Also, the efficacy of implementing menstruation leave on productivity and inclusivity have not been studied overseas, Hill says.
Critics also argue menstrual leave could simply be covered by sick leave, but Hill says proponents of the policy highlight that menstruation is not an illness.
“Women who experience severe menstrual pain shouldn’t be penalised by having to deplete their sick leave.”
Endometriosis NZ chief executive Deborah Bush says it’s also a matter of presenteeism and productivity.
Endometriosis is a condition that affects 1 in 10 people and can make periods extremely painful.
“Menstrual leave has also opened discussion around leave for reproductive health leave more broadly, for IVF treatments, vasectomy and menopause leave.”
– Elizabeth Hill, University of Sydney
Bush says endometriosis can result in 11 hours of lost productivity per person per week.
“For any employer that’s very significant data to take on board and should be enough reason to at least offer workplace wellness programmes.”
Bush says the debilitating nature of symptoms of endometriosis and chronic menstrual distress can lead to mental health issues impacting quality of life, relationships, schooling and career.
“We need to get our head out of the clouds that this is a female only issue. It’s a major public health issue affecting everyone and the bottom line of workplaces, the wellbeing of partners, whānau and all genders. Why isn’t menstrual wellbeing intrinsic to workplace wellness programmes, just as other major health issues are?
“We need to be more broad minded.”
Implementing the policy
Bush says the charity has an open wellbeing policy that enables staff to take leave when they need, but does not have a specific menstrual policy.
“Menstrual leave for our organisation is a given. It might be taken as sick leave but there have been times when someone has had bad pain or heavy bleeding, and the openness of our organisation means that they take the time, which they can make up and therefore the leave won’t be taken as sick leave per se.”
“If this was something that was happening on a cyclic basis with an employee we’d have a really caring and understanding conversation to help address their health concerns or help them navigate.”
Hill says companies that offer menstrual leave implement it through open policies.
One Kiwi company doing exactly this is another business in the period products industry.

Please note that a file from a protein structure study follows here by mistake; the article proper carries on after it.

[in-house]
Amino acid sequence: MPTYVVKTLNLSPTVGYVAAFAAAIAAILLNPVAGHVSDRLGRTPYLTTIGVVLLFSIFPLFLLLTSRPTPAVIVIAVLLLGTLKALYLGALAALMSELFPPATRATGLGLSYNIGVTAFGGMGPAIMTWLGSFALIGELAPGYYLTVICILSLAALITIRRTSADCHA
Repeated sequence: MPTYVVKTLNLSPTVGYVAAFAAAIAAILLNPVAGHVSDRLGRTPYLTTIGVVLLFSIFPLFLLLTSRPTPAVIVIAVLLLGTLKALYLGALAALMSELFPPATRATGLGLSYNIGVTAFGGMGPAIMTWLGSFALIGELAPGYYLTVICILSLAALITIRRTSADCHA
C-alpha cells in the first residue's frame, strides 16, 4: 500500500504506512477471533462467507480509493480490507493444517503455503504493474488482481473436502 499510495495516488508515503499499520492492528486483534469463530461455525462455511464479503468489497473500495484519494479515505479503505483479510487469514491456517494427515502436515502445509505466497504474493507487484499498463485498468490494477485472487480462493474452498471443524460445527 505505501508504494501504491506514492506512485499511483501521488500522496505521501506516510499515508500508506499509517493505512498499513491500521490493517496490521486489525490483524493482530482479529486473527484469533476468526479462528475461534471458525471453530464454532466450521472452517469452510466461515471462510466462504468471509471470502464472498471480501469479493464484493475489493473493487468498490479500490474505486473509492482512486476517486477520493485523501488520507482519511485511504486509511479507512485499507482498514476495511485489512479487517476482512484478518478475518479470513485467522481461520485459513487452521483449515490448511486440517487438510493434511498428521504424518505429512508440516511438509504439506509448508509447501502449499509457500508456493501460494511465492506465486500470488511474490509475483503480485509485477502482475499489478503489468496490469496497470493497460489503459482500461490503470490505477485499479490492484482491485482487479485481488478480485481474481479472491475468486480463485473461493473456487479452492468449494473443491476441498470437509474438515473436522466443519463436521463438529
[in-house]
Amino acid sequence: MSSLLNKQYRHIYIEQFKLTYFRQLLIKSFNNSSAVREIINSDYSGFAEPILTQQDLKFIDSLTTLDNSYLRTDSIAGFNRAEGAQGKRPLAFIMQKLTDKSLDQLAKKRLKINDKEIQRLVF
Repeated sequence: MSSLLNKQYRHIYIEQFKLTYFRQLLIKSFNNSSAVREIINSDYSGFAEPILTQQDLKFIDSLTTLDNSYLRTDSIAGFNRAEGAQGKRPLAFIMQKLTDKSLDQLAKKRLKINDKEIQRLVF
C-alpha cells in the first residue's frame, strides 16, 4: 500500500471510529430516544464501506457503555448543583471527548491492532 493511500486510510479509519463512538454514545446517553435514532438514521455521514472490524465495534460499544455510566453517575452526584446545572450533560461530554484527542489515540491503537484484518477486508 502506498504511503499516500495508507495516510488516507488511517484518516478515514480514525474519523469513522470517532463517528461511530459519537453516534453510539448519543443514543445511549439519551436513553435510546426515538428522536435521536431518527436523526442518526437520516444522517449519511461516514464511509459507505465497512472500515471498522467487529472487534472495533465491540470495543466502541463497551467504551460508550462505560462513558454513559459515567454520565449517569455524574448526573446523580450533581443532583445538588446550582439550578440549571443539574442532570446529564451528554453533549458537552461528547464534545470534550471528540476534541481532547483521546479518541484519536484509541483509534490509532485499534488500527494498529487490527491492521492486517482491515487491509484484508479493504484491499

Hello Cup co-founder Robyn McLean has been offering her small team of eight employees five “duvet days” for a year and a half. Under this policy staff are under no obligation to disclose why they are taking this day off.
“People automatically assume because we’re a period company that we would implement menstrual leave. But just because we’re a period company does not mean all our staff have periods,” McLean says.
“It’s really to give workers a day for themselves to look after their mental health essentially. There’s menopause, a whole lot of other things that they wouldn’t classify as something you’d go to the doctor for but they just need some time out and not want to disclose.”
McLean says the decision to implement the policy was driven by her own experience working as an employee.
“From a period perspective, I’ve had terrible periods and used to regularly need a day off because of my period pain and back then, I felt really uncomfortable ringing up my male boss and saying I’ve got period pain and I’m not coming into work.
“That’s why our thinking around duvet day is that you don’t have to disclose it because it’s a deeply personal thing.”
McLean says the leave has not been abused or used to its full capacity by employees.
“Being a small business is challenging, full stop. But at the forefront of a successful business are the staff. You need to be realistic about ensuring they have adequate leave, especially in a small business chances are they’re working extra hard.”
Hill says in the three years she has been studying menstrual leave policies around the world, the conversation has been evolving rapidly.
As women’s participation in the labour force continues to climb, businesses must recognise that if they want to maintain, retain and manage their workforce well they’re going to have to start thinking of these sorts of policy areas, she says.
Menstrual leave has also opened discussion around leave for reproductive health leave more broadly, for IVF treatments, vasectomy and menopause leave, Hill says.
“Those companies at the forefront of these issues might find themselves well placed as employers of choice and dynamic workplaces of the future.”